IDEAS home Printed from https://ideas.repec.org/p/red/sed017/212.html
   My bibliography  Save this paper

The Role of Trade Costs in the Surge of Trade Imbalances

Author

Listed:
  • Ricardo Reyes-Heroles

    (Federal Reserve Board)

Abstract

This paper shows that the decline in trade costs that underlies the increase in observed global bilateral gross trade flows has notably contributed to the surge in the size of net trade imbalances over the past four decades. To show this, I propose a framework that embeds a quantitative multi-country general equilibrium model of international trade based on Ricardian comparative advantages into a dynamic framework in which trade imbalances arise endogenously. I identify and describe two mechanisms through which declines in trade costs lead to larger imbalances in the model. By exploiting the information in bilateral trade flows, among other data, I calibrate the model and provide a decomposition that shows that 69 percent of the increase in the size of world trade imbalances can be explained by the decline in trade costs across countries. In other words, lower trade costs have not only allowed for more trade across countries in a particular point in time, but also for more trade over time. Moreover, the effect of lower trade costs on trade imbalances is heterogeneous across countries. In particular, trade imbalances in countries like the United States and China have been significantly affected by the decline in trade costs. I also show that the welfare gains from lower trade costs can differ substantially from those that are obtained when changes in trade imbalances are not taken into account.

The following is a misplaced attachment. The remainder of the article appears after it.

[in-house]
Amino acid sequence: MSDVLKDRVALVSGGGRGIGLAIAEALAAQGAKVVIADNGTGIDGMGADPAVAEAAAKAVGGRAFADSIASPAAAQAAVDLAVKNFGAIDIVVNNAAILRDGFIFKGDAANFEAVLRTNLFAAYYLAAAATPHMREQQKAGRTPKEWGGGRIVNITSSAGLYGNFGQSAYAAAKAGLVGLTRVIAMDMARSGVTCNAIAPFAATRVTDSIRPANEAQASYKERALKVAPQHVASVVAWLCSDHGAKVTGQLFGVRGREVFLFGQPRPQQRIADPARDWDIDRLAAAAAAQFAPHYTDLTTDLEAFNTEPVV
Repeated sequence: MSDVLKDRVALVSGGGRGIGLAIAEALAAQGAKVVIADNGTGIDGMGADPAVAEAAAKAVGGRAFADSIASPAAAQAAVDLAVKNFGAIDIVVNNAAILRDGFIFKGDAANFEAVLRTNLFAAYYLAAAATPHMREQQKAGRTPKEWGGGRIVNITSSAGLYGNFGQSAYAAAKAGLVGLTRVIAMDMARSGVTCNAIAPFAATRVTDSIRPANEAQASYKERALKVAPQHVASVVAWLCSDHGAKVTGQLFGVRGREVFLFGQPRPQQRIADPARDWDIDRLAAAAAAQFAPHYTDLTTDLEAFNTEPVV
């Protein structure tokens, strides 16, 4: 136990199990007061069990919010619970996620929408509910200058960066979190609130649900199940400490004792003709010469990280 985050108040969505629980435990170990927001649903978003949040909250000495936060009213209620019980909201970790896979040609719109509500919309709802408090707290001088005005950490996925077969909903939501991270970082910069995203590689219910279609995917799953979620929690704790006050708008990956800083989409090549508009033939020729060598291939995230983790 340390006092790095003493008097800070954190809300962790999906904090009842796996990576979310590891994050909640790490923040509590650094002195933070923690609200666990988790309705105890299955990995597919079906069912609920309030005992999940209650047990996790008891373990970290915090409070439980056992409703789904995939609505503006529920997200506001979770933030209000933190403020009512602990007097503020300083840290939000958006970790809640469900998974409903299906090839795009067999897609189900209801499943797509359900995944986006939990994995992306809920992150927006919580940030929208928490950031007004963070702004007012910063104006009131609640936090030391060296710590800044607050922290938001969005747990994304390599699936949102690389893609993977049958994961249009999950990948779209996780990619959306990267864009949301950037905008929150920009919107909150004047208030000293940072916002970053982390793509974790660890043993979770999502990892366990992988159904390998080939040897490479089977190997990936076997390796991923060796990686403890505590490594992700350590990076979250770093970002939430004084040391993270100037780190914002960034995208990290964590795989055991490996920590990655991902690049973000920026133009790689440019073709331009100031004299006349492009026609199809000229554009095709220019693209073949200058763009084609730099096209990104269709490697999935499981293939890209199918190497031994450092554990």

Suggested Citation

  • Ricardo Reyes-Heroles, 2017. "The Role of Trade Costs in the Surge of Trade Imbalances," 2017 Meeting Papers 212, Society for Economic Dynamics.
  • Handle: RePEc:red:sed017:212
    as

    Download full text from publisher

    File URL: https://economicdynamics.org/meetpapers/2017/paper_212.pdf
    Download Restriction: no

    References listed on IDEAS

    as
    1. Yongsung Chang & Sun-Bin Kim & Jaewoo Lee, 2013. "Accounting for Global Dispersion of Current Accounts," Review of Economic Dynamics, Elsevier for the Society for Economic Dynamics, vol. 16(3), pages 477-496, July.
    2. Glick, Reuven & Rogoff, Kenneth, 1995. "Global versus country-specific productivity shocks and the current account," Journal of Monetary Economics, Elsevier, vol. 35(1), pages 159-192, February.
    3. Pol Antràs & Ricardo J. Caballero, 2009. "Trade and Capital Flows: A Financial Frictions Perspective," Journal of Political Economy, University of Chicago Press, vol. 117(4), pages 701-744, August.
    4. Pierre-Olivier Gourinchas & Olivier Jeanne, 2013. "Capital Flows to Developing Countries: The Allocation Puzzle," Review of Economic Studies, Oxford University Press, vol. 80(4), pages 1484-1515.
    5. Barattieri, Alessandro, 2014. "Comparative advantage, service trade, and global imbalances," Journal of International Economics, Elsevier, vol. 92(1), pages 1-13.
    6. Horag Choi & George Alessandria, 2015. "The Dynamics of the Trade Balance and the Real Exchange Rate: The J Curve and Trade Costs?," 2015 Meeting Papers 1413, Society for Economic Dynamics.